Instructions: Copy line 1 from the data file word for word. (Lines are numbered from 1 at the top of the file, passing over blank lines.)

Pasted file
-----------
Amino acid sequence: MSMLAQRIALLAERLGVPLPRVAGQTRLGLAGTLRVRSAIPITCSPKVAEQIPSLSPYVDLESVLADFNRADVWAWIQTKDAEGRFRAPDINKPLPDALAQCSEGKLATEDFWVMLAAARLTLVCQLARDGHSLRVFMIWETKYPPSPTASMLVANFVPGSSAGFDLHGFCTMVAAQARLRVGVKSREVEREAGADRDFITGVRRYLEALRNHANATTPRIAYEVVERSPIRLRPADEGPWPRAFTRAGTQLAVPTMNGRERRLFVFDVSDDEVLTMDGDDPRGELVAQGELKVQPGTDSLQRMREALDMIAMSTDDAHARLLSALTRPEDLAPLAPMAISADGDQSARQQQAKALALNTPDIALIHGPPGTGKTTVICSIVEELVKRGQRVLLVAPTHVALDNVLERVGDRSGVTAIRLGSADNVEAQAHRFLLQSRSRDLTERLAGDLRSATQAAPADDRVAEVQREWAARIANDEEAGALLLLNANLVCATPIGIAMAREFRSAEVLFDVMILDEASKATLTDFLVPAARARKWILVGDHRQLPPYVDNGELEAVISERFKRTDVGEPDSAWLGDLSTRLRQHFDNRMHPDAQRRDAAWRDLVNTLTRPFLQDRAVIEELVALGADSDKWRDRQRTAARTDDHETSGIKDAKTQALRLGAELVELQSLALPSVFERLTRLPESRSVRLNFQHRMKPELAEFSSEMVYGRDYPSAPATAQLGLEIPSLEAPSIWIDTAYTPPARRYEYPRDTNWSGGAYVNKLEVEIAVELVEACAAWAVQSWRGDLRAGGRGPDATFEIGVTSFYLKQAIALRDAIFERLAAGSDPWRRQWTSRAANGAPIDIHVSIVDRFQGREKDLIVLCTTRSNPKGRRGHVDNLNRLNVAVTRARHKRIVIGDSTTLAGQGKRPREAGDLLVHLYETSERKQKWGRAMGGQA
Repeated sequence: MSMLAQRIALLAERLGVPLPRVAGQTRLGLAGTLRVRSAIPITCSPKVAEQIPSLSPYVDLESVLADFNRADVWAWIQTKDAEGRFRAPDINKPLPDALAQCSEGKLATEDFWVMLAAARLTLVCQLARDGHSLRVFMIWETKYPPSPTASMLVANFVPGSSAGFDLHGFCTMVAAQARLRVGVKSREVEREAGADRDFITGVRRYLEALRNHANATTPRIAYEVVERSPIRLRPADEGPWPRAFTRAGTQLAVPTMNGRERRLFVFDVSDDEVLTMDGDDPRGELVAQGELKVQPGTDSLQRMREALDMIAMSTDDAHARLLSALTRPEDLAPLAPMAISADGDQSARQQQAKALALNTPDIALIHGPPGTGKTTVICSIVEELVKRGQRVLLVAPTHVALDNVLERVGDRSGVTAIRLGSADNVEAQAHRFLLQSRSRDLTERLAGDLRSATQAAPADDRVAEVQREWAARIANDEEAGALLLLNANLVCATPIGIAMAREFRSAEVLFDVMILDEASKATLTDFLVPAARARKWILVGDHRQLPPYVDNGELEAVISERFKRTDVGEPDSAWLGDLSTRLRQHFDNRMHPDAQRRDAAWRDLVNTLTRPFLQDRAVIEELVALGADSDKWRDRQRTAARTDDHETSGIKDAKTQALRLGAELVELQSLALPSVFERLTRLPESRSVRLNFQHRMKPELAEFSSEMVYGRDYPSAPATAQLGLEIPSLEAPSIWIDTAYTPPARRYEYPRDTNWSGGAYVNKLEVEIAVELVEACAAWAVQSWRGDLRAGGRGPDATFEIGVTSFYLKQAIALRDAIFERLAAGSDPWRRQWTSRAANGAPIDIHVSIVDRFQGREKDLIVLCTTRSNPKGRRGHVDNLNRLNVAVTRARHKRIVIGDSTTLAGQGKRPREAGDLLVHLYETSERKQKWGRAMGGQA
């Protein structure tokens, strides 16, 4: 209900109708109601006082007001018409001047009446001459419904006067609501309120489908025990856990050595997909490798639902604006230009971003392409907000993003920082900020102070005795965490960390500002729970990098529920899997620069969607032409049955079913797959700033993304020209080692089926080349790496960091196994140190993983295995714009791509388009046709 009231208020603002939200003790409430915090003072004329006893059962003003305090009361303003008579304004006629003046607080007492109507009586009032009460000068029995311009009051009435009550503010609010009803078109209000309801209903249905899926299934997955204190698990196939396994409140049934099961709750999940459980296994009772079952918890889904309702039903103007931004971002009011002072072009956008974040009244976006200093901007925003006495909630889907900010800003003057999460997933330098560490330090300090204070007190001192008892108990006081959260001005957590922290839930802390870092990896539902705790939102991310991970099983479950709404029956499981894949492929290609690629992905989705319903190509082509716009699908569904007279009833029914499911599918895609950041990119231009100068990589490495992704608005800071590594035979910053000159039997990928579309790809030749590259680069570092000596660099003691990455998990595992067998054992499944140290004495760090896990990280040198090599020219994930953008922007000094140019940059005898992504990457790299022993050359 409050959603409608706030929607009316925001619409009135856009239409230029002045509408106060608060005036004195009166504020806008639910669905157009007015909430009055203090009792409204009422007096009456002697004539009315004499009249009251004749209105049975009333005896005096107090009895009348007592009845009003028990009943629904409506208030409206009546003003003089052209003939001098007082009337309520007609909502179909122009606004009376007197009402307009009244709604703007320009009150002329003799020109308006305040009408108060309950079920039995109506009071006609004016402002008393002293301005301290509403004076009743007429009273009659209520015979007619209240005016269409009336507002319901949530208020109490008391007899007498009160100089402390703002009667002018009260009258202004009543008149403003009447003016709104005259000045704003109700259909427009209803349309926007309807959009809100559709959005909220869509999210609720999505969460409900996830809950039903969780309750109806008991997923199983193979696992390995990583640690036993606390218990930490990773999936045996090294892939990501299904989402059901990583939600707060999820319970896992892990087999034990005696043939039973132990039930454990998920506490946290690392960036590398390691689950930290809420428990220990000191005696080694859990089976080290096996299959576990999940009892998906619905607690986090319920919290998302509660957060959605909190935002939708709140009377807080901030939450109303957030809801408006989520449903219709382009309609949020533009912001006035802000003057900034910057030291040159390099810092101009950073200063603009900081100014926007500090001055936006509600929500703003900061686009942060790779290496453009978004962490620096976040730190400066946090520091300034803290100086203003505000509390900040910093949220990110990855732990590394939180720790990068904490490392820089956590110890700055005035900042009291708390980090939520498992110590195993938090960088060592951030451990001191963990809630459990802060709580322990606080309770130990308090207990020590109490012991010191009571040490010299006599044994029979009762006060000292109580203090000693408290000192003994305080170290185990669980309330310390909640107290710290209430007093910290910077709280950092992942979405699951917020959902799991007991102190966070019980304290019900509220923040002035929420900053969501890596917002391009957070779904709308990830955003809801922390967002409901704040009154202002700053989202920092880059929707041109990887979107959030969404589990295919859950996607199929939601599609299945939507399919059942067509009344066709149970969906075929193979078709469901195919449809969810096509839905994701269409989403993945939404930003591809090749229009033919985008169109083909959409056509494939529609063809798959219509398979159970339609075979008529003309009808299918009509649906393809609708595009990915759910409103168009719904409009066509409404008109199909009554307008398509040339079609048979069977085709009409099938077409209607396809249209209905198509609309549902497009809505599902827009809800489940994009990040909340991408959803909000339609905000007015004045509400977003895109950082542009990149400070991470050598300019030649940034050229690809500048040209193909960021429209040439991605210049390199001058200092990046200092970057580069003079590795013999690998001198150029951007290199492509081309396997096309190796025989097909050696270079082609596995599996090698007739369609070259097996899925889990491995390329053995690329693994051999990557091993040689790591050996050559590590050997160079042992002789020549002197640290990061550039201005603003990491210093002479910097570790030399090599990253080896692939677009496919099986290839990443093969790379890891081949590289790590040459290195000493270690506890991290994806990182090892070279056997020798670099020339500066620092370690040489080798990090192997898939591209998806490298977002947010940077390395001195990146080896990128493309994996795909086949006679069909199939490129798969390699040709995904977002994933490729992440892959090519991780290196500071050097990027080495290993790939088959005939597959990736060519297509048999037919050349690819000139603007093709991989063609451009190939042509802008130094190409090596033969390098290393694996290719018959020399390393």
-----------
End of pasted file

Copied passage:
Amino acid sequence: MSMLAQRIALLAERLGVPLPRVAGQTRLGLAGTLRVRSAIPITCSPKVAEQIPSLSPYVDLESVLADFNRADVWAWIQTKDAEGRFRAPDINKPLPDALAQCSEGKLATEDFWVMLAAARLTLVCQLARDGHSLRVFMIWETKYPPSPTASMLVANFVPGSSAGFDLHGFCTMVAAQARLRVGVKSREVEREAGADRDFITGVRRYLEALRNHANATTPRIAYEVVERSPIRLRPADEGPWPRAFTRAGTQLAVPTMNGRERRLFVFDVSDDEVLTMDGDDPRGELVAQGELKVQPGTDSLQRMREALDMIAMSTDDAHARLLSALTRPEDLAPLAPMAISADGDQSARQQQAKALALNTPDIALIHGPPGTGKTTVICSIVEELVKRGQRVLLVAPTHVALDNVLERVGDRSGVTAIRLGSADNVEAQAHRFLLQSRSRDLTERLAGDLRSATQAAPADDRVAEVQREWAARIANDEEAGALLLLNANLVCATPIGIAMAREFRSAEVLFDVMILDEASKATLTDFLVPAARARKWILVGDHRQLPPYVDNGELEAVISERFKRTDVGEPDSAWLGDLSTRLRQHFDNRMHPDAQRRDAAWRDLVNTLTRPFLQDRAVIEELVALGADSDKWRDRQRTAARTDDHETSGIKDAKTQALRLGAELVELQSLALPSVFERLTRLPESRSVRLNFQHRMKPELAEFSSEMVYGRDYPSAPATAQLGLEIPSLEAPSIWIDTAYTPPARRYEYPRDTNWSGGAYVNKLEVEIAVELVEACAAWAVQSWRGDLRAGGRGPDATFEIGVTSFYLKQAIALRDAIFERLAAGSDPWRRQWTSRAANGAPIDIHVSIVDRFQGREKDLIVLCTTRSNPKGRRGHVDNLNRLNVAVTRARHKRIVIGDSTTLAGQGKRPREAGDLLVHLYETSERKQKWGRAMGGQA